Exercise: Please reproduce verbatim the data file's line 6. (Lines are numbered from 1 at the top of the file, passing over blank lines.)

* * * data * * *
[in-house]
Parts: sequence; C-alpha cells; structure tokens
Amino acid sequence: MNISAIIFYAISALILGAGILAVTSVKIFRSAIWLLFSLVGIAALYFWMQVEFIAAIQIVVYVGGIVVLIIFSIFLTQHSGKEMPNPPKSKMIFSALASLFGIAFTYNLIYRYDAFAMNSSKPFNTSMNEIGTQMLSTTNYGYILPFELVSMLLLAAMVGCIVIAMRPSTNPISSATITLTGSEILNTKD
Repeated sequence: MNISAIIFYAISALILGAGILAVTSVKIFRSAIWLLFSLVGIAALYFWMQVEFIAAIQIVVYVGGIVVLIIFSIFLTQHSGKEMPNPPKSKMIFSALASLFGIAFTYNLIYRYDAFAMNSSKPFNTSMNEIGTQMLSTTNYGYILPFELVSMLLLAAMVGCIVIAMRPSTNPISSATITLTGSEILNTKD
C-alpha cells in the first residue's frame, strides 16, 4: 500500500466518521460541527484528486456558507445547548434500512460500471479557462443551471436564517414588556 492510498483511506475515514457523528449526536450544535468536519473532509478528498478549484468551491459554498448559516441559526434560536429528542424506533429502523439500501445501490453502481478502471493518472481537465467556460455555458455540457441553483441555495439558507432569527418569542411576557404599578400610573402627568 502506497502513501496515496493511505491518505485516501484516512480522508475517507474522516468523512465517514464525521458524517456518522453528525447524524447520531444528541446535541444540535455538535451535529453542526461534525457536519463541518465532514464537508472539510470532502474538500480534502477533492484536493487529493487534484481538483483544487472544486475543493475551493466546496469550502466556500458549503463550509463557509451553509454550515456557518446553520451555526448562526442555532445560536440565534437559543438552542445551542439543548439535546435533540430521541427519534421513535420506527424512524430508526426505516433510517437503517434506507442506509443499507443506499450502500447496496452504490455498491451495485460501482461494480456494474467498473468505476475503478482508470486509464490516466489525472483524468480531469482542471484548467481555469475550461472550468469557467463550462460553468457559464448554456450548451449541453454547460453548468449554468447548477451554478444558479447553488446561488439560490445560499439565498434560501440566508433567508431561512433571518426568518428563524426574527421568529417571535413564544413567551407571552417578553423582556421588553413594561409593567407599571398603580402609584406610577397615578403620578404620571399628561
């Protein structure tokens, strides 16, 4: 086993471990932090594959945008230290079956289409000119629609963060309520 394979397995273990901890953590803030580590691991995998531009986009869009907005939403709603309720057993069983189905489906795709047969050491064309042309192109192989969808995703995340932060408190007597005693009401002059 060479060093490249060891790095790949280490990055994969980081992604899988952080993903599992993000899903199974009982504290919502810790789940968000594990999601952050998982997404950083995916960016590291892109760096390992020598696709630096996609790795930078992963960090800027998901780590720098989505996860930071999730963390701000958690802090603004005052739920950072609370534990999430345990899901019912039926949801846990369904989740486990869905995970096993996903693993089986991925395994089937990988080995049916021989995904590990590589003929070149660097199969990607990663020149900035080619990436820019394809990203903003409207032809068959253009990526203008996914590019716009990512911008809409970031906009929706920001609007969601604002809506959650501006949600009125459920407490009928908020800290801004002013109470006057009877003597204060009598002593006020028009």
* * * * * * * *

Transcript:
């Protein structure tokens, strides 16, 4: 086993471990932090594959945008230290079956289409000119629609963060309520 394979397995273990901890953590803030580590691991995998531009986009869009907005939403709603309720057993069983189905489906795709047969050491064309042309192109192989969808995703995340932060408190007597005693009401002059 060479060093490249060891790095790949280490990055994969980081992604899988952080993903599992993000899903199974009982504290919502810790789940968000594990999601952050998982997404950083995916960016590291892109760096390992020598696709630096996609790795930078992963960090800027998901780590720098989505996860930071999730963390701000958690802090603004005052739920950072609370534990999430345990899901019912039926949801846990369904989740486990869905995970096993996903693993089986991925395994089937990988080995049916021989995904590990590589003929070149660097199969990607990663020149900035080619990436820019394809990203903003409207032809068959253009990526203008996914590019716009990512911008809409970031906009929706920001609007969601604002809506959650501006949600009125459920407490009928908020800290801004002013109470006057009877003597204060009598002593006020028009």